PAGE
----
State v. Howells (Signed Opinion)

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Justia Opinion Summary

The Supreme Court affirmed the order of the circuit court sentencing Petitioner to two terms of one to five years of imprisonment in connection with his conviction of two counts of delivery of a controlled substance, holding that the circuit court did not err in not suppressing evidence of an audio/video recording of one of the two drug transactions.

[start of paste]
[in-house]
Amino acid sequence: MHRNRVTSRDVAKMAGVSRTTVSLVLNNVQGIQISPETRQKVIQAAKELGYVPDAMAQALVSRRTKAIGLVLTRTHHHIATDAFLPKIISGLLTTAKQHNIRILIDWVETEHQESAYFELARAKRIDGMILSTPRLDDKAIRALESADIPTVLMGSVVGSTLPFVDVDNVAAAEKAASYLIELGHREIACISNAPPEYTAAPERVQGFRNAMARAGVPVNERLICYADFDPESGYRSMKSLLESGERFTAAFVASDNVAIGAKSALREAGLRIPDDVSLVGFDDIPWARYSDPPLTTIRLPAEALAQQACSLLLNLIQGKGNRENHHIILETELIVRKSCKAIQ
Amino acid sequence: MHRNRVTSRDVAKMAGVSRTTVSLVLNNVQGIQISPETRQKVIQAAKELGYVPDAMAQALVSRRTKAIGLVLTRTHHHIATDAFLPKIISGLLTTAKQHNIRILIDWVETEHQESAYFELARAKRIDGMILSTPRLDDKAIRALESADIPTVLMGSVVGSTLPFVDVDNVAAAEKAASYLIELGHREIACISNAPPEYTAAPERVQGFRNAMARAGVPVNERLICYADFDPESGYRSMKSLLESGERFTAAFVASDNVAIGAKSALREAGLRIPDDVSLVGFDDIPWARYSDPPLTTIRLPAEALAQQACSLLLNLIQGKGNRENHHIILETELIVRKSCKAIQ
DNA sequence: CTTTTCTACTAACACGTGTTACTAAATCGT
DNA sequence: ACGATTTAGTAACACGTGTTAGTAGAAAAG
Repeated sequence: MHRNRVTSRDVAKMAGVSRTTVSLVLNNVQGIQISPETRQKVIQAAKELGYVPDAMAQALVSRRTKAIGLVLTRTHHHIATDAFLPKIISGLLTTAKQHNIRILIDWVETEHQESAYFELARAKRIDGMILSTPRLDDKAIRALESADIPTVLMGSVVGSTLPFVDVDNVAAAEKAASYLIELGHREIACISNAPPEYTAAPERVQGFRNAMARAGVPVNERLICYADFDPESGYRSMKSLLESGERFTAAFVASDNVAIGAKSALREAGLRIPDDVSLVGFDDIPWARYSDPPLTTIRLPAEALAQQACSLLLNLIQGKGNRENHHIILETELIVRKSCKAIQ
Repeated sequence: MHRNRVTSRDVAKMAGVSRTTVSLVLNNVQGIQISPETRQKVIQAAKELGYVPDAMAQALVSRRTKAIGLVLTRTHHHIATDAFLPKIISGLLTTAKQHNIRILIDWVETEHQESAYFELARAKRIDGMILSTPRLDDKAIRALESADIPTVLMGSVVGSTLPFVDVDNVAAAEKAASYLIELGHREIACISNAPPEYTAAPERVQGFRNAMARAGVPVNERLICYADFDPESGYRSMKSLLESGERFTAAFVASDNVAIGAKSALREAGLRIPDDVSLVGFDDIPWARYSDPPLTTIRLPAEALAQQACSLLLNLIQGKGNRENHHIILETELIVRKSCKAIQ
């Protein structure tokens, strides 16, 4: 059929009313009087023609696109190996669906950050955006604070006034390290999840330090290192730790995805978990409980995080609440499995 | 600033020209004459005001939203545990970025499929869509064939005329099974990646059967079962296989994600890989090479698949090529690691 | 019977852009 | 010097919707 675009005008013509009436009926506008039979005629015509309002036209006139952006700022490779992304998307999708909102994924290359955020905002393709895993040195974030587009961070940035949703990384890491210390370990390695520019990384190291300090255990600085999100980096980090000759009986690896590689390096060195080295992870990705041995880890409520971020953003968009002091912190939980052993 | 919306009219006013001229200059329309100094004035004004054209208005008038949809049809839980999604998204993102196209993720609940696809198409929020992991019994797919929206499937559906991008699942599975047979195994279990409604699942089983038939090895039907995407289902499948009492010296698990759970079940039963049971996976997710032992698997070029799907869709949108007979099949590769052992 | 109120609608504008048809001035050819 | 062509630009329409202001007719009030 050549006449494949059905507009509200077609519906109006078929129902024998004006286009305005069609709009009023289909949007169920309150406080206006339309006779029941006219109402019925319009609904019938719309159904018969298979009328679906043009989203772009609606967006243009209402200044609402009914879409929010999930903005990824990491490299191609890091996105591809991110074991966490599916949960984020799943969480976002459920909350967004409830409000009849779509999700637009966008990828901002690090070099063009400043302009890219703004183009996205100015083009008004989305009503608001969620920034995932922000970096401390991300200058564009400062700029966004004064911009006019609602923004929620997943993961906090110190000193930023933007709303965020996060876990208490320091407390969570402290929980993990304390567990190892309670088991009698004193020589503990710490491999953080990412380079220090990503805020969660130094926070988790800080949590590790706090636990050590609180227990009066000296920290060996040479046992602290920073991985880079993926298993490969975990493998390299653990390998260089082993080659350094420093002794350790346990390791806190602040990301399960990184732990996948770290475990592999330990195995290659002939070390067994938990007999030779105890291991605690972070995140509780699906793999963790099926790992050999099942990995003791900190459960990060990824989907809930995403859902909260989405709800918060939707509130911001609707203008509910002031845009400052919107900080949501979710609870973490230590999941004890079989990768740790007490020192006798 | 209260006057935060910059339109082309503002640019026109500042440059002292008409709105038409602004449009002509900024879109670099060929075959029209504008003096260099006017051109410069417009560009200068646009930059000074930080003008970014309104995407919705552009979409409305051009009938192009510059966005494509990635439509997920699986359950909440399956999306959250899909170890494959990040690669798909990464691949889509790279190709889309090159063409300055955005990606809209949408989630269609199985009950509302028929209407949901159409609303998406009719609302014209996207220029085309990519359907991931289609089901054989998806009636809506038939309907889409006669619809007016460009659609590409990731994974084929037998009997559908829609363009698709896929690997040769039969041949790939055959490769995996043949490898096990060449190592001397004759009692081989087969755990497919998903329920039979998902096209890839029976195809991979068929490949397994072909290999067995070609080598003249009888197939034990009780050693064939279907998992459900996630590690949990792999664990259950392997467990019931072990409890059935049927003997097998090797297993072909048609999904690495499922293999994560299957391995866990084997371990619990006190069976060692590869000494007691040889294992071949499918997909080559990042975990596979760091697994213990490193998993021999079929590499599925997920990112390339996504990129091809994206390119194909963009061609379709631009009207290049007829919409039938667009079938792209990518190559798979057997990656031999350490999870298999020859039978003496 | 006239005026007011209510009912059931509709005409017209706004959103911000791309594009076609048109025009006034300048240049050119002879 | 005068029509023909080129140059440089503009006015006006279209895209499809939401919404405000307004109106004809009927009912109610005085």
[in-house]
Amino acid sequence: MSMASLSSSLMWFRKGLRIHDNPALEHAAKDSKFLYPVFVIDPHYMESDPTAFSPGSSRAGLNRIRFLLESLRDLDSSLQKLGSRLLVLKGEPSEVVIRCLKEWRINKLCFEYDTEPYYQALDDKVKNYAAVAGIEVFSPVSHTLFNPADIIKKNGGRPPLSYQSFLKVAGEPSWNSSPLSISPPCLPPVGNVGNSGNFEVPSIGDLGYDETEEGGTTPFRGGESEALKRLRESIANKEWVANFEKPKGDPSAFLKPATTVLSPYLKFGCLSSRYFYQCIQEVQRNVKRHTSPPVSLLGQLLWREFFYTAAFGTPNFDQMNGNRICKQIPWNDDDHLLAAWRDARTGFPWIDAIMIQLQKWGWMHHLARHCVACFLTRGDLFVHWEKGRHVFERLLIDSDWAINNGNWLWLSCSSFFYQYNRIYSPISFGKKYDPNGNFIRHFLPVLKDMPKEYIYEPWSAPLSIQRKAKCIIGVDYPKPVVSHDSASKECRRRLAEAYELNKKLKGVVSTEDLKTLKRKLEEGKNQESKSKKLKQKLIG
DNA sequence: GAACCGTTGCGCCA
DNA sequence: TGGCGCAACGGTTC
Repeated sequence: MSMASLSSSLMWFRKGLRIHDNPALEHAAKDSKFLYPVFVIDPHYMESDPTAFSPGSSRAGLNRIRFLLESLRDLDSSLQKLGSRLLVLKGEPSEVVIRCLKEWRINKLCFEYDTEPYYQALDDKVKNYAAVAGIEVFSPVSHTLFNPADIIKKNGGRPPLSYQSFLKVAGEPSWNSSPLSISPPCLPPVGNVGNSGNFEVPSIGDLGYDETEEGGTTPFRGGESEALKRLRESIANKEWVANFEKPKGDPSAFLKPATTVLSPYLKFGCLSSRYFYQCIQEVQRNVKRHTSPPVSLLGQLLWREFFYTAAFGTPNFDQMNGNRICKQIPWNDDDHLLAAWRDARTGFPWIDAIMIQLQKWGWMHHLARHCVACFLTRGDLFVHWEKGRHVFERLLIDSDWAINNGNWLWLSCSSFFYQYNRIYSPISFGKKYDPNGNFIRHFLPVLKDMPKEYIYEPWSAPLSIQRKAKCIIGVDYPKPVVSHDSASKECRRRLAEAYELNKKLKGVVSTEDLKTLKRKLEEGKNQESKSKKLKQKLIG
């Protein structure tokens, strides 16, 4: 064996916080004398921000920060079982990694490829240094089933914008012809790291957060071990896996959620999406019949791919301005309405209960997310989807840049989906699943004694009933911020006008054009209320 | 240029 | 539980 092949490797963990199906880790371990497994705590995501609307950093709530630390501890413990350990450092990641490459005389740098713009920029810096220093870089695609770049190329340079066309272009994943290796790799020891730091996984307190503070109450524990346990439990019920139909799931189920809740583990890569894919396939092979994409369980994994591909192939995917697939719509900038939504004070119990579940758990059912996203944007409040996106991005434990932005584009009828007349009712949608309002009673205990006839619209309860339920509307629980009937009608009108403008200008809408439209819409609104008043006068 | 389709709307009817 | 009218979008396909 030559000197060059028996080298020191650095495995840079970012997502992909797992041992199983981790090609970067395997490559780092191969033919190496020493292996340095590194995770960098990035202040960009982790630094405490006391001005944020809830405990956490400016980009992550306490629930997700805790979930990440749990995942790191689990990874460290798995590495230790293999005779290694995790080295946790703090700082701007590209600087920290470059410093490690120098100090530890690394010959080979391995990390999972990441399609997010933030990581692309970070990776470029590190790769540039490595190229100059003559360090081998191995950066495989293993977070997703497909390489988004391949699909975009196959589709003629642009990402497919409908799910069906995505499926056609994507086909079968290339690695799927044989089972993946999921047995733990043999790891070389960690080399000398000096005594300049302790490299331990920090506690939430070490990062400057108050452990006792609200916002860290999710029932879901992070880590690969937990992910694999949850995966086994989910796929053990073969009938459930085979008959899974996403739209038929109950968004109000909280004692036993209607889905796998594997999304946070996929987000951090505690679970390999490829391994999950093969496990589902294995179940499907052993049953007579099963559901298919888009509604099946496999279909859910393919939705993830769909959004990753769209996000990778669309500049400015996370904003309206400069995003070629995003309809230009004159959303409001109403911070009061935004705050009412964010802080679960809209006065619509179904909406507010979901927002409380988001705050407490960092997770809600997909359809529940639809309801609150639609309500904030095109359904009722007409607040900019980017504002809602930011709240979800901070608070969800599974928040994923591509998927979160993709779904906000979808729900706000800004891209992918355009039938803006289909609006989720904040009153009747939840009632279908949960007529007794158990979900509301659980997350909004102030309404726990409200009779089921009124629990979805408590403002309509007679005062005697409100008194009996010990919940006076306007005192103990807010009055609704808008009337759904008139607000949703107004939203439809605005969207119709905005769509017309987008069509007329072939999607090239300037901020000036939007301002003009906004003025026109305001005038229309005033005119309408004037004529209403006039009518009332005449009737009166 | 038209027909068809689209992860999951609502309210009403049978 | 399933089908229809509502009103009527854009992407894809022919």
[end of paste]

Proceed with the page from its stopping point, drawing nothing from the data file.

On appeal, Petitioner argued that the circuit court erred in refusing to suppress evidence related to one of the drug transactions on the grounds that the evidence was obtained as a result of a recorded transaction within his home without an electronic intercept order issued prior to the transaction. Petitioner argued that this conduct violated State v. Mullens, 650 S.E.2d 169 (W. Va. 2007), and was not in compliance with the Electronic Interception of Conduct or Oral Communications in the Home Act. The Supreme Court affirmed, holding that exigent circumstances prevented law enforcement officers from obtaining an order authorizing the use of an audio/video recorder in Petitioner's home.